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United States Department of Agriculture

Agricultural Research Service

Title: Greenhouse Gas Emissions and Soil Indicators Four Years after Manure and Compost Applications

Authors
item Ginting, Daniel - UNIV OF NE/LINCOLN
item Kessavalou, Anabayan - UNIV OF NE/LINCOLN
item Eghball, Bahman
item Doran, John

Submitted to: Journal of Environmental Quality
Publication Type: Peer Reviewed Journal
Publication Acceptance Date: November 1, 2002
Publication Date: January 1, 2003
Citation: GINTING, D., KESSAVALOU, A., EGHBALL, B., DORAN, J.W. GREENHOUSE GAS EMISSIONS AND SOIL INDICATORS FOUR YEARS AFTER MANURE AND COMPOST APPLICATIONS. JOURNAL OF ENVIRONMENTAL QUALITY 32:23-32. 2003.

Interpretive Summary: Understanding how carbon, nitrogen, and key soil attributes affect gas emissions from soil is crucial for alleviating their undesirable residual effects that can linger for years after termination of manure and compost applications. Emissions of carbon dioxide, nitrous oxide, and methane from soil, and soil quality indicators were determined four years after manure and compost application had stopped. The experiment was conducted on a Sharpsburg silty clay loam soil and included annual synthetic fertilizer and annual and biennial manure and compost applications from 1992 to 1995 based on nitrogen removal of 135 lb ac-1 by continuous corn. After 1995, only the fertilizer plots received N-fertilizer in the spring of 1999. The control plots received no input. All plots were disked in the spring prior to corn planting. In 1999, the emissions of carbon dioxide were similar between control and other treatments. The average annual carbon input in the control and fertilizer plots were similar to soil carbon dioxide carbon emission. Rates of emissions of methane and nitrous oxide were nearly zero, indicating that the residual effects of manure and compost had no impact on soil carbon-nitrogen storage and global warming. Residual effects of compost and manure resulted in 20 to 40 % higher soil microbial biomass-carbon, 42 to 74% higher potentially-mineralizable N, and 0.5 unit higher pH compared to the fertilizer treatment. Residual effects of manure and compost on emissions of greenhouse gases were minimal and their benefits on soil quality indicators were more favorable than that of N-fertilizer.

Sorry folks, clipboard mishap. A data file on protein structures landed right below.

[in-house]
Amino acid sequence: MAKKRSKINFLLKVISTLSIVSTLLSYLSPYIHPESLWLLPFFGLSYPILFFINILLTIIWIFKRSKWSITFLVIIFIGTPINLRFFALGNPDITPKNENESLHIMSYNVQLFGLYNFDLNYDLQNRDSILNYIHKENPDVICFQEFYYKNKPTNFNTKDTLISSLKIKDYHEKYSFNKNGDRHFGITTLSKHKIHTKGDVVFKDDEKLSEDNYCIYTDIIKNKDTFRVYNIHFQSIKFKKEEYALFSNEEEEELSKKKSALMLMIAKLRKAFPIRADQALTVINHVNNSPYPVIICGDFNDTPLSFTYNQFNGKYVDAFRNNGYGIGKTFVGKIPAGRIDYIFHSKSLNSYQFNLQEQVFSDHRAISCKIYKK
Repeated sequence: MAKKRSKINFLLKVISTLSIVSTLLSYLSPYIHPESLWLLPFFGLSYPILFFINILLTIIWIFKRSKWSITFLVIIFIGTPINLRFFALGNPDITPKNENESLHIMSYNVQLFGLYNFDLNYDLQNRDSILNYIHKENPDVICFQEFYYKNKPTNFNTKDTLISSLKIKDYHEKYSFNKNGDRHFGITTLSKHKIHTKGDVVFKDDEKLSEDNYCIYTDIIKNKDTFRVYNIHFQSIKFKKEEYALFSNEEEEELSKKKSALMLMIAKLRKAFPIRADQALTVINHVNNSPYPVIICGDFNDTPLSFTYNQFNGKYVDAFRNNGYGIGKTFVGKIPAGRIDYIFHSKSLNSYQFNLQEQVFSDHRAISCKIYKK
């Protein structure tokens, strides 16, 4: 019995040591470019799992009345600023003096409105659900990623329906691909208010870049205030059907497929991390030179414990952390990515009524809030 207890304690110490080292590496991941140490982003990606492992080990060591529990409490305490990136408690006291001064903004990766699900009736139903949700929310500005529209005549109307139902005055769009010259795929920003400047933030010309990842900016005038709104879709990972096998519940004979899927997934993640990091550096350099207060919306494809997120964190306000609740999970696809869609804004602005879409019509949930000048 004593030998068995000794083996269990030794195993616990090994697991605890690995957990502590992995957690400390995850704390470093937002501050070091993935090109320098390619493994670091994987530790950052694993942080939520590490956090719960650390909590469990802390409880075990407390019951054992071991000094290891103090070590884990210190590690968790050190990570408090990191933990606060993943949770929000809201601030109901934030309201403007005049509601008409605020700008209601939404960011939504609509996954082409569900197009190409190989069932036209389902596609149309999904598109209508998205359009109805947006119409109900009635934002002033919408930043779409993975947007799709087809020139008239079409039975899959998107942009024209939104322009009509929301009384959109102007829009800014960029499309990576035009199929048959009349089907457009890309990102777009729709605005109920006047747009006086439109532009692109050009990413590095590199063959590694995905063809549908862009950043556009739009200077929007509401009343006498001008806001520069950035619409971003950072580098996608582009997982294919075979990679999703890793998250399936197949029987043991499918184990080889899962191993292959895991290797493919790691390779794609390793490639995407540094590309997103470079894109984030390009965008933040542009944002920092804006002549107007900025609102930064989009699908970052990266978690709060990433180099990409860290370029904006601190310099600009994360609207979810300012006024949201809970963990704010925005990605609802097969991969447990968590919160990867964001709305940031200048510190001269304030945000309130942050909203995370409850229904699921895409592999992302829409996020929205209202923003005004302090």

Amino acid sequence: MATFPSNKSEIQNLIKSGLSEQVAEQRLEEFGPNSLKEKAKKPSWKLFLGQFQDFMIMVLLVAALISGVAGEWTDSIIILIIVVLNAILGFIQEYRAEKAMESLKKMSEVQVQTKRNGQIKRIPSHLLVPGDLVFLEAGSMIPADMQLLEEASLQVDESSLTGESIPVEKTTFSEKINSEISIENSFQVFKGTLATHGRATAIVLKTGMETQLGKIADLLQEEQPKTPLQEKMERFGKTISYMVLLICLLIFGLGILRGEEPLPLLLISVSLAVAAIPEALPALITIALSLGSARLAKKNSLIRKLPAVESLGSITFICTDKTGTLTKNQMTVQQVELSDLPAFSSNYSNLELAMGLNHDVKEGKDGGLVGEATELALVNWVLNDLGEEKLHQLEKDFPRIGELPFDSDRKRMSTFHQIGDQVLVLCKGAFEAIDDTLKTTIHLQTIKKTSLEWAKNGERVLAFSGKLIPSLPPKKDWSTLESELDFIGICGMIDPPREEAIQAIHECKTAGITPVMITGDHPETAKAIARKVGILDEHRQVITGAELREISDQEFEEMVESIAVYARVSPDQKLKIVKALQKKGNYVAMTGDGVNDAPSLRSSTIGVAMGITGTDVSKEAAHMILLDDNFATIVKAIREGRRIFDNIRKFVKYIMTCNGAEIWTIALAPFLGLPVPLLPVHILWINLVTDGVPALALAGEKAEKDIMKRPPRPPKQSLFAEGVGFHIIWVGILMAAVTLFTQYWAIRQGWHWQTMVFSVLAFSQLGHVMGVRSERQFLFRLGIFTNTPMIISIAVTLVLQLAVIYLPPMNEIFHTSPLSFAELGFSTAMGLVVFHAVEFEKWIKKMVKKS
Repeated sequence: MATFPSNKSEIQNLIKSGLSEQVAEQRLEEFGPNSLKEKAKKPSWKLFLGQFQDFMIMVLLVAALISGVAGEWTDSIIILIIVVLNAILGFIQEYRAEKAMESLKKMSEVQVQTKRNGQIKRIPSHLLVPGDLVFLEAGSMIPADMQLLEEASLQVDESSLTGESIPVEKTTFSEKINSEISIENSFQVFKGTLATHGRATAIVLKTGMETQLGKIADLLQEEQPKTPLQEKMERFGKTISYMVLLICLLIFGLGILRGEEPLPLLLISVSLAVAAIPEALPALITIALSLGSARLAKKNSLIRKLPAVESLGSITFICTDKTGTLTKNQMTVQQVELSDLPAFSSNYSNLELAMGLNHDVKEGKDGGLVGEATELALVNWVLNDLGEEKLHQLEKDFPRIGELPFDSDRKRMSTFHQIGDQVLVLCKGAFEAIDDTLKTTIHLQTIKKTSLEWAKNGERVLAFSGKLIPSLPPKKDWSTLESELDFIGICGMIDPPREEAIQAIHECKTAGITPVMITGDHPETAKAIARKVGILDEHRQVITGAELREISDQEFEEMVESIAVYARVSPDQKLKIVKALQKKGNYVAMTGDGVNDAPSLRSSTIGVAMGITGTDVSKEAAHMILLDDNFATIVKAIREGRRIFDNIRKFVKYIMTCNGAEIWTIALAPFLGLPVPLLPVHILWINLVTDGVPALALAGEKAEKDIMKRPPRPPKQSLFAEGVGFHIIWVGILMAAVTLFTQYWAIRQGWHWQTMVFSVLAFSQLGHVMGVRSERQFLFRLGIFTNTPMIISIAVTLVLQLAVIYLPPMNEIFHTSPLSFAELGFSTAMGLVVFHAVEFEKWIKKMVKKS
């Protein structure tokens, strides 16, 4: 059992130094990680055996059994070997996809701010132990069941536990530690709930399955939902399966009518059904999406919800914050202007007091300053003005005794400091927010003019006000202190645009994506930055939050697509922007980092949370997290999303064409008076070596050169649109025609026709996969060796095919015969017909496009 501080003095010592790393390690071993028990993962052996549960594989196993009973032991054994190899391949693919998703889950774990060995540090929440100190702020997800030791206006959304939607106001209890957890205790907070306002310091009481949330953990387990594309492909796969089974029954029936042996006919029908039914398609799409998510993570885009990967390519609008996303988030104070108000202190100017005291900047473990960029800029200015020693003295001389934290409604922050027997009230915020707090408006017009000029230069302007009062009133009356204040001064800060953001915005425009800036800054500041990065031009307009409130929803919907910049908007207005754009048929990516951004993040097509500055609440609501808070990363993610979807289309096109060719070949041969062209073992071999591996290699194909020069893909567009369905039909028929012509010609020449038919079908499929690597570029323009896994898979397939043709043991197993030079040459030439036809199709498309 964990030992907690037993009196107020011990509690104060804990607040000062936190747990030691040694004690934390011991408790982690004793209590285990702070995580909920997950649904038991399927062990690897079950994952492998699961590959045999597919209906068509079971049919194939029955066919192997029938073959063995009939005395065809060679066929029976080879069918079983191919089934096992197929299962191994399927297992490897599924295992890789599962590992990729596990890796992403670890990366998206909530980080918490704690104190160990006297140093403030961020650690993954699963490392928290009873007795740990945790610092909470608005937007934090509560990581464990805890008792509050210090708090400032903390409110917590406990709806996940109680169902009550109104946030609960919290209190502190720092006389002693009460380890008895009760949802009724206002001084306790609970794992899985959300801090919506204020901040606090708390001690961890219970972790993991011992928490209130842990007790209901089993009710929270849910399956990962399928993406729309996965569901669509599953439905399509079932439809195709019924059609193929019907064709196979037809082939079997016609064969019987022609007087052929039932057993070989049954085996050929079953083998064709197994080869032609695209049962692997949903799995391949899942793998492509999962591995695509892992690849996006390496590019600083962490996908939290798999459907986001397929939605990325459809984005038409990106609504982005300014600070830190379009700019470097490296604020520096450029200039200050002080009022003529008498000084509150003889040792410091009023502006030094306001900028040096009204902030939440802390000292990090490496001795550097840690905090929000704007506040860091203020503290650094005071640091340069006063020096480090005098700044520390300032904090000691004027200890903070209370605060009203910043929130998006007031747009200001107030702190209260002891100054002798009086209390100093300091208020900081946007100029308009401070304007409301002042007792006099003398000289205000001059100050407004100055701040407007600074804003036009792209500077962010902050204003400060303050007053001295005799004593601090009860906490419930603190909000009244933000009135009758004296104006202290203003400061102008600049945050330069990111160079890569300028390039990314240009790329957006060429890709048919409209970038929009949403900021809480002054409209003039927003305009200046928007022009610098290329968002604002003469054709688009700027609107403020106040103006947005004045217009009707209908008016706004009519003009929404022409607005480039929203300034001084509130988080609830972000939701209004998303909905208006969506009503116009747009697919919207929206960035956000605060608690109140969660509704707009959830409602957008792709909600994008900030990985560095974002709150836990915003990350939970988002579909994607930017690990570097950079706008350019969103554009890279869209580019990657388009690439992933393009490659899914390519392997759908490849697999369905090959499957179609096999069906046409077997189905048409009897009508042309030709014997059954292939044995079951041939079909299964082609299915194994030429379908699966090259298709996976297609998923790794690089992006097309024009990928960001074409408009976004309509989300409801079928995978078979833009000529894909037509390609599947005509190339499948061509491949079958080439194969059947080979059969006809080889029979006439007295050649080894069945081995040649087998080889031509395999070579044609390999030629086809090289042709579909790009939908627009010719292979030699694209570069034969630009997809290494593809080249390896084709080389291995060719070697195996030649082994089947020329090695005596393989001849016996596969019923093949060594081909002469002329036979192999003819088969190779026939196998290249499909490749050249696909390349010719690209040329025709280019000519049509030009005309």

Technical Abstract: Understanding how carbon, nitrogen, and key soil attributes affect gas emissions from soil is crucial for alleviating their undesirable residual effects that can linger for years after termination of manure and compost applications. Emissions of carbon dioxide, nitrous oxide, and methane from soil, and soil quality indicators were determined four years after manure and compost application had stopped. The experiment was conducted on a Sharpsburg silty clay loam soil and included annual synthetic fertilizer and annual and biennial manure and compost applications from 1992 to 1995 based on nitrogen removal of 135 lb ac-1 by continuous corn. After 1995, only the fertilizer plots received N-fertilizer in the spring of 1999. The control plots received no input. All plots were disked in the spring prior to corn planting. In 1999, the emissions of carbon dioxide were similar between control and other treatments. The average annual carbon input in the control and fertilizer plots were similar to soil carbon dioxide carbon emission. Rates of emissions of methane and nitrous oxide were nearly zero, indicating that the residual effects of manure and compost had no impact on soil carbon-nitrogen storage and global warming. Residual effects of compost and manure resulted in 20 to 40 % higher soil microbial biomass-carbon, 42 to 74% higher potentially-mineralizable N, and 0.5 unit higher pH compared to the fertilizer treatment. Residual effects of manure and compost on emissions of greenhouse gases were minimal and their benefits on soil quality indicators were more favorable than that of N-fertilizer.

Last Modified: 7/24/2014
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